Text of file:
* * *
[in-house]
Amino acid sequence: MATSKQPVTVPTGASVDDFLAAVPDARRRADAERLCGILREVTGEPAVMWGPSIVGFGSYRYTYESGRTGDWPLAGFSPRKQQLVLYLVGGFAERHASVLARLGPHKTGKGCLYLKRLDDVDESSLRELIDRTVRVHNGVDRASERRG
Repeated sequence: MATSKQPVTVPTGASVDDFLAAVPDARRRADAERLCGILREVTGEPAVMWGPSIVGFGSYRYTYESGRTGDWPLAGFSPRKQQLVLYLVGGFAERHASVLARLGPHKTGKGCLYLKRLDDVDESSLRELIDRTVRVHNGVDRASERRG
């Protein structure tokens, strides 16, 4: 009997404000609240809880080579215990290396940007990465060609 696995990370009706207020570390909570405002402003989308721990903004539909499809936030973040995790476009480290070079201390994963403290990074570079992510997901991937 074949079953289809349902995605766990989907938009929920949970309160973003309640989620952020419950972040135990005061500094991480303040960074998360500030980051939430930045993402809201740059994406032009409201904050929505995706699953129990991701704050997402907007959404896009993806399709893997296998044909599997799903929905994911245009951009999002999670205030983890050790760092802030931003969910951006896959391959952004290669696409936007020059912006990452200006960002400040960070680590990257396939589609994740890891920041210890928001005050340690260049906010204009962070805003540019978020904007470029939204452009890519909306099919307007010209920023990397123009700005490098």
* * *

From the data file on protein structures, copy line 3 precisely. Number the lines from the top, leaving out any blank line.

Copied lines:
Repeated sequence: MATSKQPVTVPTGASVDDFLAAVPDARRRADAERLCGILREVTGEPAVMWGPSIVGFGSYRYTYESGRTGDWPLAGFSPRKQQLVLYLVGGFAERHASVLARLGPHKTGKGCLYLKRLDDVDESSLRELIDRTVRVHNGVDRASERRG